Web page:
Over the past week, business owners have been flying by the seat of their pants, trying to implement work from home procedures, limiting social interaction in the workplace and creating environments that adhere to purposeful social distancing guidelines.

Monitoring the financial well-being of the company, when the situation changes by the hour can feel stressful and overwhelming at times. You may be facing lost revenue, reduced employee productivity, interrupted vendor supply or a complete business closure.

The uncertainty of the situation and identifying the steps you need to take to protect the long-term future of the business can seem daunting. Create a plan for the things you can control by reviewing the following:

Check Your Insurance Coverage:

Start by being fully proactive and contact your insurance company to see if your policy contains business interruption insurance coverage. Depending on the policy there may be some coverage available. Ask your agent if they are implementing any premium deferral programs. There may be something that they can do, if your coverage excludes “infectious diseases”.

Create an Emergency Budget:

If you can reduce business expenses, do it now. Review all non-essential spending. Take a hard look at your cashflow and determine if decreasing revenue would impact your ability to cover your fixed costs. This is not the time to overly optimistic so consider your finances obligations in terms of months, not weeks.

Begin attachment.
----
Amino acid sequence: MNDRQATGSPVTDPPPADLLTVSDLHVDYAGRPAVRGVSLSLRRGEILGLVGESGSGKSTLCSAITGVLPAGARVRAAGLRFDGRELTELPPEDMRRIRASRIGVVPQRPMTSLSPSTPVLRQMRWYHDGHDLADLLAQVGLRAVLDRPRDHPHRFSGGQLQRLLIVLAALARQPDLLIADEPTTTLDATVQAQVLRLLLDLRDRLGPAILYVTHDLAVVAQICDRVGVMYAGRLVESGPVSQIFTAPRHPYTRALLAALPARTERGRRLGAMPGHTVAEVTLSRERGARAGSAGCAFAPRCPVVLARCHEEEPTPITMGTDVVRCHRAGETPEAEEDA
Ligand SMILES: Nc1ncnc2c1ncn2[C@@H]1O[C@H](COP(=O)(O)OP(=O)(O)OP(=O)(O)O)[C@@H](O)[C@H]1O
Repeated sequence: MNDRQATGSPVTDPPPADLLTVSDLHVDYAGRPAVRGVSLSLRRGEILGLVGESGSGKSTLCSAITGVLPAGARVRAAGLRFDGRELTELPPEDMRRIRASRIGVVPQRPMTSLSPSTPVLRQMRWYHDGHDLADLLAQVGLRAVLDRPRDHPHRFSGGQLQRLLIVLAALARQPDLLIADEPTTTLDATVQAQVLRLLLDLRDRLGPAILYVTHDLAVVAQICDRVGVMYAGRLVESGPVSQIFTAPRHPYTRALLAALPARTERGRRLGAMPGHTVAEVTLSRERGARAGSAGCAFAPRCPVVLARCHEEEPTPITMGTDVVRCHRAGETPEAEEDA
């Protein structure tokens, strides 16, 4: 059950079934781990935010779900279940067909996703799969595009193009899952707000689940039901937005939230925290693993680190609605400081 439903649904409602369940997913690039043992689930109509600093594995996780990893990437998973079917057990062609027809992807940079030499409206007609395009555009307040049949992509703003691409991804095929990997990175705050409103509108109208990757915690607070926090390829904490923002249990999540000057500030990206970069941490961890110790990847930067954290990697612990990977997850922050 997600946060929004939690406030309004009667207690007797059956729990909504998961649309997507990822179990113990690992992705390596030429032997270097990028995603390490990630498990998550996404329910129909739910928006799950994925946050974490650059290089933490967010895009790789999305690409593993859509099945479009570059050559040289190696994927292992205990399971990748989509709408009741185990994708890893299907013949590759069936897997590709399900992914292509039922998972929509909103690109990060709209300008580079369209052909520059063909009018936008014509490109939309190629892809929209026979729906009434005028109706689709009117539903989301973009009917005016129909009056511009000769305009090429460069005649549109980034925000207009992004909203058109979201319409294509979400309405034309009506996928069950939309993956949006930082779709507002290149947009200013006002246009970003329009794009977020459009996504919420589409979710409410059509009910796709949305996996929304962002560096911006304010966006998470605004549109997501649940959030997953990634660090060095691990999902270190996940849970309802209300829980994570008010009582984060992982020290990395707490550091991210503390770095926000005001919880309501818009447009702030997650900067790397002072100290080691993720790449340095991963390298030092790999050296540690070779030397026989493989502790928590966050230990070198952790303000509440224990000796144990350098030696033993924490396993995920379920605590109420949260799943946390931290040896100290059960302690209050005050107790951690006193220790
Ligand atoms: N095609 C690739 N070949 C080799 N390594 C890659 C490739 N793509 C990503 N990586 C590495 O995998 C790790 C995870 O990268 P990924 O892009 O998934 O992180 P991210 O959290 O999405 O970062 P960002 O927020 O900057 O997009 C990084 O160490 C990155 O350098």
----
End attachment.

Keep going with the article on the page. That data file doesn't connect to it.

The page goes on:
Create a simple budget that contains expected income and all associated business expenses. How many months could your business maintain its financial obligations?

If you are unsure of your numbers, this IS the time to reach out to your accountant to review your financial statements. This could be a critical time for your business, making a budget and knowing your numbers is not only responsible, it is essential!

Your accounting professionals may also have resources or information of government programs that could provide temporary assistance.

 Talk to Your Banker:

The Bank of Canada recently announced interest rate cuts, in light of COVID-19. Consider reaching out to your bank to discuss the option of consolidating high interest loans. If you own your building can you get a mortgage deferral? The major Canadian banks are announcing support programs, that your business may be eligible for.

Communicate with Vendors: If you think you may have trouble paying vendor invoices on time, let them know immediately. Whatever you do, don’t knowingly miss your payments without communicating with your supplier.

They may be in the same situation, and your payment may impact their payments and so on. It is in the best interest of YOUR business to create WIN-WIN situations where you can. These will be the same vendors your business may need after the immediate concern has passed.

The situation is evolving daily, and it is hard to manage your business, plan for the worst and hope for the best!

Muia Consulting is facing the same business challenges, staff are working remotely, client meetings have been switched to online or phone calls.

We are here to help. If you need information, let us know. If you need financial support, there are government tax deferral programs we can discuss.

We are here to support you in any way we can. Contact our office at 647-493-0541.

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